• Klaus Thiele-Dohrmann : Romain Rolland: "I want to be dead". The desperate struggle of the French poet to save Europe from self-destruction. Die Zeit , 36, August 30, 2001 (online) again in: Die Zeit. Welt- und Kulturgeschichte, 13. ISBN 3-411-17603-2 , pp. 526-534, with 1 illustration: "Rolland and Maxim Gorki 1935"
  • Christian Sénéchal: Romain Rolland. Coll. Aujourd'hui. La Caravelle, Paris 1933
    • Christian Sénéchal: Romain Rolland, “l'artiste en humanité”. In: Charles Baudouin and others: Hommage à Romain Rolland. Verlag Mont Blanc, Annemasse 1945 OCLC 984807148 p. 75ff.
  • Dushan Bresky: Cathedral or Symphony. Essays on "Jean-Christophe." Series: Canadian Studies on German Language and Literature / Etudes canadiennes de langue et littérature allemandes. Herbert Lang, Bern 1973

Web links

Commons : Romain Rolland  - collection of images, videos and audio files
Wikisource: Romain Rolland  - Sources and full texts


  1. ^ Henry van de Velde and Rolland, pp. 402–405. ( PDF )
  2. Nicole Billeter: Words against the desecration of the spirit !. War views of writers who emigrated from Switzerland in 1914/1918 . Peter Lang Verlag, Bern 2005, ISBN 3-03910-417-9 .
  3. ^ Romain Rolland: Au-dessus de la mêlée.  ( Page no longer available , search in web archivesInfo: The link was automatically marked as defective. Please check the link according to the instructions and then remove this notice. In: Journal de Genève. , Garnish. September 22, 1914.@1@ 2Template: Dead Link /  
  4. réédition Petite Bibliothèque Payot, 2013, ISBN 978-2-228-90875-7 .
  5. ( Memento of the original from October 13, 2007 in the Internet Archive ) Info: The archive link was inserted automatically and has not yet been checked. Please check the original and archive link according to the instructions and then remove this notice. @1@ 2Template: Webachiv / IABot /
  6. ^ Paul-Emile Schazmann: Romain Rolland et la Croix-Rouge. In: Revue internationale de la Croix-Rouge et Bulletin international des Sociétés de la Croix-Rouge. Edited by the ICRC, February 1955.
  7. First published in Neue Freie Presse. Vienna, December 23, 1917.
  8. ^ Henri Guilbeaux: Vladimir Ilyich Lenin: A true picture of his being. Transfer to Ger. u. Mitw. V. Rudolf Leonhard . Verlag Die Schmiede , Berlin 1923, p. 140; Lenin's telegram on p. 48.
  9. Stefan Zweig: The world of yesterday. Anaconda Verlag, Cologne 2013, ISBN 978-3-86647-899-2 , p. 353.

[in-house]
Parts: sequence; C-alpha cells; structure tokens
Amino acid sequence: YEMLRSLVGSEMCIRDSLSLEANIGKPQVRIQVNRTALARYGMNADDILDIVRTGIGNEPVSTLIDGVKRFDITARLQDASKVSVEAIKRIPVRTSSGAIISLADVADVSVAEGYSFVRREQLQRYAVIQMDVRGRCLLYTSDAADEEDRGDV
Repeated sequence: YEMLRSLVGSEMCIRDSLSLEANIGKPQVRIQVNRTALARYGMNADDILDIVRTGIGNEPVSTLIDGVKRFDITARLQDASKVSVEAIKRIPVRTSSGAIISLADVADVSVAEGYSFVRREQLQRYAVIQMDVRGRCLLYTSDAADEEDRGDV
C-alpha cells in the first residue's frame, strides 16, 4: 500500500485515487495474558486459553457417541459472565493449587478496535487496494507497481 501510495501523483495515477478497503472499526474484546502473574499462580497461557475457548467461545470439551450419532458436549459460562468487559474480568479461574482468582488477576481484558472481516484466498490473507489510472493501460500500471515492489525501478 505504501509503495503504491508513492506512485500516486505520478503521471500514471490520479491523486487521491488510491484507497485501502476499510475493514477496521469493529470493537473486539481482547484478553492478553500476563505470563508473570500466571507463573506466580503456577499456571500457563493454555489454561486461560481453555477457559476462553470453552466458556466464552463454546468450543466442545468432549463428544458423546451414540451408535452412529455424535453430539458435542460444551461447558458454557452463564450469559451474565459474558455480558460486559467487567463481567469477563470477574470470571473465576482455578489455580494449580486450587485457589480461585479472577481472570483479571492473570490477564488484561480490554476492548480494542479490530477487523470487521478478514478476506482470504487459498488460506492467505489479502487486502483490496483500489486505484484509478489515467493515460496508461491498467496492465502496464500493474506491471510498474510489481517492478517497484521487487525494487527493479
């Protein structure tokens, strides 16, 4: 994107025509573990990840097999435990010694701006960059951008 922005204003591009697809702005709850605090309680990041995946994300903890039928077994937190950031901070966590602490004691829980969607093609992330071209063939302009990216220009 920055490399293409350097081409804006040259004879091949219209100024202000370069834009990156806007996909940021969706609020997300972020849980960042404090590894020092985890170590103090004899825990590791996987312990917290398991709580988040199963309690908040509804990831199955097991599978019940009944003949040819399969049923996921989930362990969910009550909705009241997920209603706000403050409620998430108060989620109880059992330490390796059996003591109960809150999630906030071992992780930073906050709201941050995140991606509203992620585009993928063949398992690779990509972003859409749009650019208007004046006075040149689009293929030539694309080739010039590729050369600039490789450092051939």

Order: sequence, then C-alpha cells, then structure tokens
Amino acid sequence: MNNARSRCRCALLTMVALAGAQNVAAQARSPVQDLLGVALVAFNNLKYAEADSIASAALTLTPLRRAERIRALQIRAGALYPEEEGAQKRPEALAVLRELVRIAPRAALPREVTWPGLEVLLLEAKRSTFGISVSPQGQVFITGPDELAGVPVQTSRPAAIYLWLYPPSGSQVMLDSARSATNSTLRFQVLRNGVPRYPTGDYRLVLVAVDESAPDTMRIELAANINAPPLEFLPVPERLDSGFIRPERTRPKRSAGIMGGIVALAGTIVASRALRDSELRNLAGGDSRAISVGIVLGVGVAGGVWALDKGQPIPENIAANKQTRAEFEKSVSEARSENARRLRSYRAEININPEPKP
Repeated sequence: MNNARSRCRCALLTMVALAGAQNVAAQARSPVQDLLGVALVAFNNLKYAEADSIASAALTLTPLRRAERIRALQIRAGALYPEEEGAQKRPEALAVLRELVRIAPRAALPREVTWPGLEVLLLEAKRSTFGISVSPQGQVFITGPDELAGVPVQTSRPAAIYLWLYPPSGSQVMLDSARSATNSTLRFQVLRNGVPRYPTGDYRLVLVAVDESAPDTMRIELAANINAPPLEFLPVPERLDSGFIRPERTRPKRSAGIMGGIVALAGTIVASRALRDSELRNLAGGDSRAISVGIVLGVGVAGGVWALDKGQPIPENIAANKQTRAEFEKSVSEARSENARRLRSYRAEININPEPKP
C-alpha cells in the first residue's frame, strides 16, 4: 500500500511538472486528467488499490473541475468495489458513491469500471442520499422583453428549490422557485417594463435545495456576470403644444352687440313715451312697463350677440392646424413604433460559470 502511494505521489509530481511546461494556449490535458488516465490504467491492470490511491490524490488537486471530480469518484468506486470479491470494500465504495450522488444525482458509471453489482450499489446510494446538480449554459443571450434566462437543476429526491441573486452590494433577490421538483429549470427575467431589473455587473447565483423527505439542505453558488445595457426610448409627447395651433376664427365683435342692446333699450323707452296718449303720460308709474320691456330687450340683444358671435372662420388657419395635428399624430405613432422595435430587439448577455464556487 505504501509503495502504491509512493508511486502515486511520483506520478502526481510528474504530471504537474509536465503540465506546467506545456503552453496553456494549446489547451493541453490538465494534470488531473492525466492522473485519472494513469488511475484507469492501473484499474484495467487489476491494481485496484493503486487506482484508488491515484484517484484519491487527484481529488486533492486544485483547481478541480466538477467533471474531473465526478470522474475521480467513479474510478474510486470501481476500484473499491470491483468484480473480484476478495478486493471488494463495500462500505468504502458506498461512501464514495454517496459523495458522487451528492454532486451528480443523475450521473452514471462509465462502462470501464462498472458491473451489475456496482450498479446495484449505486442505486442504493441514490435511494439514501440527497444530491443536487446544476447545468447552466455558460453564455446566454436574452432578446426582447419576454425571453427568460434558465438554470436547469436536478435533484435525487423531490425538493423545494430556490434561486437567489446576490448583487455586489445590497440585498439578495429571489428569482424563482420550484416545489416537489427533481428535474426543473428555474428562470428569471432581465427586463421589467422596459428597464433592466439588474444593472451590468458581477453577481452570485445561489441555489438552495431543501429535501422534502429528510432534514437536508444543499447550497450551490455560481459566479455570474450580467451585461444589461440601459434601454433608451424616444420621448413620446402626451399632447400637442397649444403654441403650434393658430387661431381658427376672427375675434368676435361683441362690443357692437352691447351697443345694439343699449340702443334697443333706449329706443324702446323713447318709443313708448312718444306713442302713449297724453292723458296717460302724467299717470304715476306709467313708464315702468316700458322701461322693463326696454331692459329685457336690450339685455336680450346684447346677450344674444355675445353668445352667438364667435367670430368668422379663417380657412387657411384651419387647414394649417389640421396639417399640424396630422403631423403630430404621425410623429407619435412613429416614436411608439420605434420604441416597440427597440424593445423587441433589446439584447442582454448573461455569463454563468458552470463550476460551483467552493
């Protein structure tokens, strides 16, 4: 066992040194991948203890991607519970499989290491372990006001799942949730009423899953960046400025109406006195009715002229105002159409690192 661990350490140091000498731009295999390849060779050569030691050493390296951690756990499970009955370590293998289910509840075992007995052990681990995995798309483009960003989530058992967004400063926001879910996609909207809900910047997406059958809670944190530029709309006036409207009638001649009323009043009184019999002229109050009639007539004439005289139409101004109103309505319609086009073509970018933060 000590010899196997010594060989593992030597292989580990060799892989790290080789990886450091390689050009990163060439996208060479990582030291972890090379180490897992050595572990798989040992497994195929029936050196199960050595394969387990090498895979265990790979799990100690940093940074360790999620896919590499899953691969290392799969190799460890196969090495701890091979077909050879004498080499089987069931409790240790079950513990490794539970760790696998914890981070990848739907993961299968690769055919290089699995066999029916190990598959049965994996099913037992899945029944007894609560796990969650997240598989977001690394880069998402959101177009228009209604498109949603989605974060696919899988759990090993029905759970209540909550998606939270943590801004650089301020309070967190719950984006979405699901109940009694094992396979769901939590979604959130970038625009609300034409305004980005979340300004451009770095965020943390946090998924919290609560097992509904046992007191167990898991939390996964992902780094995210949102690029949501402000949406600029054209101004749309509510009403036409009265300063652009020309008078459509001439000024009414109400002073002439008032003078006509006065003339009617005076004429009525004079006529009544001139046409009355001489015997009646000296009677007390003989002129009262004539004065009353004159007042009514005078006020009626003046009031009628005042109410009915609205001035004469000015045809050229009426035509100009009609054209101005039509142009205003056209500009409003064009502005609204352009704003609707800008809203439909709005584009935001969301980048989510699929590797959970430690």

10. ^ Benedikt Sarnov: Imperija zla. Sud'by pisatelej. Moscow 2011, p. 109.
  11. Boris Frezinskij: Pisateli i sovetskie voždi. Moscow 2008, pp. 336–339.
  12. Boris Frezinskij: Pisateli i sovetskie voždi. Moscow 2008, p. 474.
  13. ^ Jean-Pierre Meylan: Page 4, Romain Rolland and India. Retrieved August 30, 2019 .
  14. ^ Jeanlouis Cornuz: Les caprices: les désastres de la guerre . l'age d'homme, 2000 ( ).
  15. HelveticArchives . Retrieved December 15, 2011.
  16. ^ Avenue Romain Rolland at 46 ° 24 '15.4 "  N , 6 ° 55' 53.7"  E
  17. Quoted from Ruth Wimmer, Walter Wimmer (ed.): Peace certificates from four millennia . Berlin 1987, ISBN 3-332-00095-0 , p. 176.
  18. ^ Letter to Magnus Schwantje, April 8, 1915 , quoted by Gutz .
  19. Quoted from: Questionable prayers at table , under For freedom and the life of all animals! .
  20. Volume I: Annette et Sylvie , Volume II: L'Été , Volume III / 1: Mère et fils , Volume III / 2: Mère et fils , Volume IV: L'Annonciatrice (Anna Nuncia) , digitized edition in the Internet Archive .
  21. Reading sample (pdf) ( Memento of the original dated August 9, 2016 in the Internet Archive ) Info: The archive link was inserted automatically and has not yet been checked. Please check the original and archive link according to the instructions and then remove this notice. @1@ 2Template: Webachiv / IABot /
  22. ↑ In 1987 the correspondence was published by Verlag Rütten & Loening ( ISBN 978-3-352-00118-5 , ISBN 978-3-352-00119-2 )
  23. ^ Page of the Lycée Romain Rolland in Dijon , accessed on June 3, 2013.
  24. ^ Frontispiece by Romain Rolland